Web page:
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Telecom revolution: voice over Internet is making the technology of the last 130 years obsolete.

YOU'VE ALWAYS WANTED a phone system that is reliable, shuttles your customers efficiently to their destination and grows easily as you grow. Increasingly, you also want a communications system that seamlessly follows you wherever you go, economically piggybacks on your data lines, and can do neat things like turning your emails into voice messages for your convenience.

Two radical things have happened in the telecom world recently, says Bill Dugdale, chairman of Dugdale Communications, Indianapolis. "The first one is the whole economic climate in the last four to five years. It's the closest thing to a Depression in the telecom industry." That resulted in major decreases in revenues for some companies and a shakeout in providers. The second is the technology itself. When changes occurred in the past, they were incremental, he says, hut voice over Internet protocol (Vole or simply IP telephony) is making the technology of the last 130 years obsolete.

Founded nearly 20 years ago, Dugdale Communications is a regional interconnect company, meaning it installs and supports telephone systems for business customers. After weathering the economic storm. "It's a good time to be in the IP telephony business," says Dugdale.

Voice over Internet According to a Deloitte research study, the vast majority of voice calls this year will still originate and terminate on the traditional public switched telephony network due to superior call quality and overall reliability, but those operators will reduce prices due to competition from low-cost mobile and VoIP providers. Shortfalls in VoIP's quality, consistency and reliability, it says, will lead to many companies using a hybrid approach, VoIP for internal communications and traditional service for external traffic.

The telephone system is now an enterprise software application, says Dugdale, "rather than a hunk of iron in the closet."

While its new system sales are about 75 percent to 80 percent IP telephony, Dugdale says switching over traditional phone users completely will happen gradually over the next eight to 10 years. Most add IP at a new office location while retaining a current phone system.

Telephony trends Key VoIP trends and companies to watch in 2005 are listed at www.telecomnews.com, sponsored by PricewaterhouseCoopers. Traditional phone service providers will begin to swallow up small VoIP service providers, it says; VoIP is beginning to transition from a mere telephone technology into a multimedia service that provides CD-quality audio, full-motion video and other multimedia communications services; voice over WiFi networks is VoIP's next frontier, competing with wireless providers; Spam over Internet Telephony (SPIT) will surface; call centers will potentially be a major market for VoIP service providers; and security problems, which it calls VoIP's greatest weakness, are lurking.

Just how real are the security concerns for both privacy and total system meltdowns with VoIP? You might have a problem with a low-end Tonka toy, says Dugdale, but "pretty much all the high-end contenders have high levels of redundancy, resiliency and survivability" The servers you bring in for IP, he says, have no more or less of a security problem than the servers used for email or enterprise applications.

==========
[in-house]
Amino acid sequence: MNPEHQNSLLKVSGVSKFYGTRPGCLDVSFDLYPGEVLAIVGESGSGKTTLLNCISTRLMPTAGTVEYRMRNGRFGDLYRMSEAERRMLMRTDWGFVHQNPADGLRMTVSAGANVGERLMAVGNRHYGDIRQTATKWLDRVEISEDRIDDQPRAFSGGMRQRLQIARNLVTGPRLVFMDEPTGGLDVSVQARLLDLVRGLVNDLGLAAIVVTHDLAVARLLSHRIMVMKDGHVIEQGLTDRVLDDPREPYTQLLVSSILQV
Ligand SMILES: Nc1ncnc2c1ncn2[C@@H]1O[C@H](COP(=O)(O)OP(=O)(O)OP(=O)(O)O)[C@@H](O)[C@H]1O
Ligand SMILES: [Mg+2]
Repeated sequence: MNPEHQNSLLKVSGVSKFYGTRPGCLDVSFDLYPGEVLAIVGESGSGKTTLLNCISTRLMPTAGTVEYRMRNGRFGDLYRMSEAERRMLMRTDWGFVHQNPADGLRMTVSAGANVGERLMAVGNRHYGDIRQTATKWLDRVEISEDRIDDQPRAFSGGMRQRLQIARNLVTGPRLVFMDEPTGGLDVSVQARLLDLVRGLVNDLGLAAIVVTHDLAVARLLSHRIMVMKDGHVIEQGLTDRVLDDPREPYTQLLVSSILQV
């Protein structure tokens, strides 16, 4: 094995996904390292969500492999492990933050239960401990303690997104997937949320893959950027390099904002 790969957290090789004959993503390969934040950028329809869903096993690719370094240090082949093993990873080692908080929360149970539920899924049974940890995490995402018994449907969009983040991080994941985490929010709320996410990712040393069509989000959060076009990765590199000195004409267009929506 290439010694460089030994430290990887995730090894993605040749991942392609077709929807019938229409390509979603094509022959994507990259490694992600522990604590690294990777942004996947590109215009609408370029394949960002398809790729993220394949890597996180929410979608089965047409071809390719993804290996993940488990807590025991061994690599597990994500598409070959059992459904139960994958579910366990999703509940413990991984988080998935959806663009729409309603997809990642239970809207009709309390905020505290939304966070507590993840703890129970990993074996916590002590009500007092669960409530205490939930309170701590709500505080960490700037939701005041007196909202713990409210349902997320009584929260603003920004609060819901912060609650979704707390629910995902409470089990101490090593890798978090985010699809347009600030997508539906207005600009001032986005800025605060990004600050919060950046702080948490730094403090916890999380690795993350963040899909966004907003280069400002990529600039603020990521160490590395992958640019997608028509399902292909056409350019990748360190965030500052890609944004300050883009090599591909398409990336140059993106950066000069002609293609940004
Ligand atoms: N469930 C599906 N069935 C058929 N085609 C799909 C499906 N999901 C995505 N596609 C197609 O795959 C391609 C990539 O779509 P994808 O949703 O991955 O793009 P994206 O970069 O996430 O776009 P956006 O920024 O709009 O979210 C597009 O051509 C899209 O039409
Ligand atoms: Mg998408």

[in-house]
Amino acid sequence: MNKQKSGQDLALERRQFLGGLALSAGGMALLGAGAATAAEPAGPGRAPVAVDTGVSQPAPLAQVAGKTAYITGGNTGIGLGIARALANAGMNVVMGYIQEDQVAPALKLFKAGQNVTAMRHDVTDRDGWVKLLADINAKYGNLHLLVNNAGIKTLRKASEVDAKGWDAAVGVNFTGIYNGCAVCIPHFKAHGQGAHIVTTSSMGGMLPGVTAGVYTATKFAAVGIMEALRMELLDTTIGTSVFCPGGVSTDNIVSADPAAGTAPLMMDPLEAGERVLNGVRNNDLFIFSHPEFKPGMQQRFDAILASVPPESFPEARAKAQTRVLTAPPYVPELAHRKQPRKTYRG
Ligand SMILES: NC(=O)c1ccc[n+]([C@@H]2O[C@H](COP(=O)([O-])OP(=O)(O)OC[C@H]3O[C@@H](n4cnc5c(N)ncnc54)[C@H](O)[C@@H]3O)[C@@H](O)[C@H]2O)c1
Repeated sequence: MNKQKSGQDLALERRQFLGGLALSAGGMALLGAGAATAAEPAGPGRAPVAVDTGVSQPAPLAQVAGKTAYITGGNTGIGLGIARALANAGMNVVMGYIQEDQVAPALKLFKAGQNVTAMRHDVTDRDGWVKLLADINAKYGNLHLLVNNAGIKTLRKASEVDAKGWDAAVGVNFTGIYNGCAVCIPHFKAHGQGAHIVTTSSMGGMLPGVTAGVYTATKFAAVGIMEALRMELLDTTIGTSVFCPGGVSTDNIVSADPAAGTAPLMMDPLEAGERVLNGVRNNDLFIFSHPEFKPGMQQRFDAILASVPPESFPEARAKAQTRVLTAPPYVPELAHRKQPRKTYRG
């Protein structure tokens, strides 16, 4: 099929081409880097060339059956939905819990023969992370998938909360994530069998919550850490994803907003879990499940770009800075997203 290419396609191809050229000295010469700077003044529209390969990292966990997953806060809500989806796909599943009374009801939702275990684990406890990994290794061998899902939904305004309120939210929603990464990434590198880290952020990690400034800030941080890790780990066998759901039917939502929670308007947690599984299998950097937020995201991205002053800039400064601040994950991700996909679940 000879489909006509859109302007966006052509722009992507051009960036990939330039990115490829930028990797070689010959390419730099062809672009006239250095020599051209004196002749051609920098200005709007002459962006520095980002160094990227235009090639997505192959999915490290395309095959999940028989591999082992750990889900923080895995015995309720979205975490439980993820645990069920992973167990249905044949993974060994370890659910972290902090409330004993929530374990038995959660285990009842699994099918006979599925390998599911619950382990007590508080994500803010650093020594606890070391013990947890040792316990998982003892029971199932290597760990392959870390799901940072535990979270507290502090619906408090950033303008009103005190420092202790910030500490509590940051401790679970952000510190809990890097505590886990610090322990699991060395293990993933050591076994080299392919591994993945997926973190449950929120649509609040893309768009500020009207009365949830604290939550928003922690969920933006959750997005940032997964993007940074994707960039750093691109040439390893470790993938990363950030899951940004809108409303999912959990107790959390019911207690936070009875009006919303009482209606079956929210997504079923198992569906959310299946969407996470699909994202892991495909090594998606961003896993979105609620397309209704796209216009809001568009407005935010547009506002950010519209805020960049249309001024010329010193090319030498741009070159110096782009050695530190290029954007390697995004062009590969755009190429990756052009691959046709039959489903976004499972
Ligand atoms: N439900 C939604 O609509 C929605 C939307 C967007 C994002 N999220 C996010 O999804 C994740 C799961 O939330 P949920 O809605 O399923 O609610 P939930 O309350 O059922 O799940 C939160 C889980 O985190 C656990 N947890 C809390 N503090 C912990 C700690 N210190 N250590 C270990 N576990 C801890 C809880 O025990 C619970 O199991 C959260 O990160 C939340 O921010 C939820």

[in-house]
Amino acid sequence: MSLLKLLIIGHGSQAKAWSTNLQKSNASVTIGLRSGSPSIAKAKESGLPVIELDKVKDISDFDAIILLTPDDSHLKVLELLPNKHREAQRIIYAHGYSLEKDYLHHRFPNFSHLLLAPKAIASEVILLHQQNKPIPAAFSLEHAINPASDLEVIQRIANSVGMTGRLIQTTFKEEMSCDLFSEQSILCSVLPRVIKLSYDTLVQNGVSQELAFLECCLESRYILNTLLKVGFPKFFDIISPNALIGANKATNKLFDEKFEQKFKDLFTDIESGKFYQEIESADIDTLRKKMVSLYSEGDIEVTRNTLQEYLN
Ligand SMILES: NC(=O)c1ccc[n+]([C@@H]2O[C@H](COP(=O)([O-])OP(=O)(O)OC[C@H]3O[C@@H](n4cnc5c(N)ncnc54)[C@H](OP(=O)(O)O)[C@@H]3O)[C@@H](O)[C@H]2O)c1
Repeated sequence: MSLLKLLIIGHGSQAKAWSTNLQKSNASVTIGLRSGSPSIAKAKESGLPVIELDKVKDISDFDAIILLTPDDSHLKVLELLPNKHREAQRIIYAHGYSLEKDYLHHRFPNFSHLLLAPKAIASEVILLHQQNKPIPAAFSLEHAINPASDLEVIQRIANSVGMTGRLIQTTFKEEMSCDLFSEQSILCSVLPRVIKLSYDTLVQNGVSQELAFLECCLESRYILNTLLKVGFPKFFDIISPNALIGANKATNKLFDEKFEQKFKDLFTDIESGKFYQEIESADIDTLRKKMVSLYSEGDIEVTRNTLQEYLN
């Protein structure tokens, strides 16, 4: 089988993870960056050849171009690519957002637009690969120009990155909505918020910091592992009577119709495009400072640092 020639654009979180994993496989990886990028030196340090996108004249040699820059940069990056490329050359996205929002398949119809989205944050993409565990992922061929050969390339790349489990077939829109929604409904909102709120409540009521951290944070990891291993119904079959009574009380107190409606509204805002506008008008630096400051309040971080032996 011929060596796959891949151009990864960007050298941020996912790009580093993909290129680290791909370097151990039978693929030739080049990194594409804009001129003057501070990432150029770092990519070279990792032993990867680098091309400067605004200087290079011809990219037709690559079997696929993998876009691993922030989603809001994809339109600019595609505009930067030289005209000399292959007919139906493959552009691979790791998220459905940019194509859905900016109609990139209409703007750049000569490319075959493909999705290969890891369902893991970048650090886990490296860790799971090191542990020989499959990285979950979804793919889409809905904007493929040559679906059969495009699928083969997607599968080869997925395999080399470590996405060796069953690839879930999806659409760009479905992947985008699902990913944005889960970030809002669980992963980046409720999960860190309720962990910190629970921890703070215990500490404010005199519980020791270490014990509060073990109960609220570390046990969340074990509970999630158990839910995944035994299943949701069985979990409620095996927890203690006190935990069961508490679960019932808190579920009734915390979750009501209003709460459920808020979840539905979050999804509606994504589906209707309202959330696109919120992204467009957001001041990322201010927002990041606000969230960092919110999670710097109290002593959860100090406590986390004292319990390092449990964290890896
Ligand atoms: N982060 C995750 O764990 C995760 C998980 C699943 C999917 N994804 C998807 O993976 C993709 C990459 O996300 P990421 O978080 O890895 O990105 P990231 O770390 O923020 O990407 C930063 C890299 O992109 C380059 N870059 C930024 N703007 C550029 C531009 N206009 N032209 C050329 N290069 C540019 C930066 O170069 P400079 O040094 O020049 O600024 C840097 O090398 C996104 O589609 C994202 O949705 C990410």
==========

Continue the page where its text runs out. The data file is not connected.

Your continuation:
Regarding the trend of using VoIP in call centers, there's probably no company poised to benefit more than software company Interactive Intelligence, headquartered in Indianapolis. Its 3-year-old subsidiary, Vonexus, uses all-software IP telephony combined with Interactive Intelligence's call-center technology to bring voice and data together for small- to medium-sized businesses in its Enterprise Interaction Center. It provides a single, pre-integrated phone and communications platform to manage calls, voice mails, emails, faxes and Web contacts, along with an open architecture that easily integrates Microsoft Business Solutions and other desktop applications to manage data. Want more services? Add applications, not hardware.

One of the first decision points a company has to make is whether they want to go with a traditional phone system with separate lines that run to the desk, or VoIP where voice traffic runs right over the data network, says Interactive Intelligence founder, chairman and CEO Don Brown. "We'll see the old phone systems out there for many years to come. But at least 50 percent of new phone systems being installed are voice over IP In a couple years it will be rare to see anything but VoIP for new systems."

One advantage of VoIP is its flexibility and ease of use. If an employee switched locations under an old system, you called the company that put it in and reassigned the extension, says Brown. "With VoIP, you go into a graphical screen and say, I'm moving someone from one location to another."

Twenty years ago, hardly anyone had email, then it was available at work, now you can access it anywhere from your cell phone or Blackberry. "IP is taking things down the same path," says Brown. The mobility of VoIP is a major advantage. "Once you get the voice traffic on the network, it doesn't matter where you are anymore."

He uses his own experience to illustrate the IP possibilities. From his laptop at an airport in Europe he can get calls, view caller ID, see who's in the office and conference them in, and dick a button to record the call and route it on. "It's those sorts of rich applications that make VoIP so valuable."
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Title Annotation:OFFICE DESIGN & TECHNOLOGY
Author:McKimmie, Kathy
Publication:Indiana Business Magazine
Date:Sep 1, 2005
Words:872
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